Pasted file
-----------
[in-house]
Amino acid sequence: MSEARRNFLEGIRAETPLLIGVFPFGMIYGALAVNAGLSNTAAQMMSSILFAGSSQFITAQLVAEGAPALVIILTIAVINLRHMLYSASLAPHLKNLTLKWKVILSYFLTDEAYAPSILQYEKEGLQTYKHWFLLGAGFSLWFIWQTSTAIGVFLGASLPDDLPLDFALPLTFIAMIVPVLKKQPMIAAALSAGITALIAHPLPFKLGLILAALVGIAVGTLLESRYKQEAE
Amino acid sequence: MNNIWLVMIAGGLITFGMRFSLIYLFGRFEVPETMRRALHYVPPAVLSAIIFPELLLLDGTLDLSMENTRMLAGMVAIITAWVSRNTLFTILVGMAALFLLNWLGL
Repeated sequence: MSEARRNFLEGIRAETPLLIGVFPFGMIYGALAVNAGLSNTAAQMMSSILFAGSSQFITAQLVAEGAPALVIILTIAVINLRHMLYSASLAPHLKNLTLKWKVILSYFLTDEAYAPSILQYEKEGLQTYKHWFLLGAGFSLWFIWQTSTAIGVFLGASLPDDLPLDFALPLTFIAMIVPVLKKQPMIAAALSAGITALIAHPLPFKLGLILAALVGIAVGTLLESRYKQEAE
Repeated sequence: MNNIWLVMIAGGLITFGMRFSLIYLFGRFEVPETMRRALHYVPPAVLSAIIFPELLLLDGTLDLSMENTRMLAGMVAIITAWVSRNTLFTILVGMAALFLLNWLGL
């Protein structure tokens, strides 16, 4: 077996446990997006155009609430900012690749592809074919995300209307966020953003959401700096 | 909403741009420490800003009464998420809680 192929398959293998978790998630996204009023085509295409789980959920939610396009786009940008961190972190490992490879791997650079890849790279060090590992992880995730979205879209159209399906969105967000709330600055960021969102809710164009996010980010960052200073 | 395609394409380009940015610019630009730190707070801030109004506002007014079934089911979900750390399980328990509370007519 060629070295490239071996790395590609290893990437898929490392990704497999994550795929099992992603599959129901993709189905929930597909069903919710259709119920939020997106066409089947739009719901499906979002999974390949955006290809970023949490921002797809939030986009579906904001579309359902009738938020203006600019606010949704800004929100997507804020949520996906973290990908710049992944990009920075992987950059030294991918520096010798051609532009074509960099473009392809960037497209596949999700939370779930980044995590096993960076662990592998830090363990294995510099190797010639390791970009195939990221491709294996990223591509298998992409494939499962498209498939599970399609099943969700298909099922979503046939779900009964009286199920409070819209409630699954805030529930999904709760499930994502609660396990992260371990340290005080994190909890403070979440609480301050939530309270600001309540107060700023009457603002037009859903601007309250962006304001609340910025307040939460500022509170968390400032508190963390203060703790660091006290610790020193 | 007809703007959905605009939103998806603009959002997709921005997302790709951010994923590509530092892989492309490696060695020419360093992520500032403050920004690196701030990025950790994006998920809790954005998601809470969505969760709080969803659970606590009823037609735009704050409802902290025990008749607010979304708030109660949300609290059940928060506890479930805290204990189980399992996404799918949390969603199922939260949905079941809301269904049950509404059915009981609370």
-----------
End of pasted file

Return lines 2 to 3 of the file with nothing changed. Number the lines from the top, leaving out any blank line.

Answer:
Amino acid sequence: MSEARRNFLEGIRAETPLLIGVFPFGMIYGALAVNAGLSNTAAQMMSSILFAGSSQFITAQLVAEGAPALVIILTIAVINLRHMLYSASLAPHLKNLTLKWKVILSYFLTDEAYAPSILQYEKEGLQTYKHWFLLGAGFSLWFIWQTSTAIGVFLGASLPDDLPLDFALPLTFIAMIVPVLKKQPMIAAALSAGITALIAHPLPFKLGLILAALVGIAVGTLLESRYKQEAE
Amino acid sequence: MNNIWLVMIAGGLITFGMRFSLIYLFGRFEVPETMRRALHYVPPAVLSAIIFPELLLLDGTLDLSMENTRMLAGMVAIITAWVSRNTLFTILVGMAALFLLNWLGL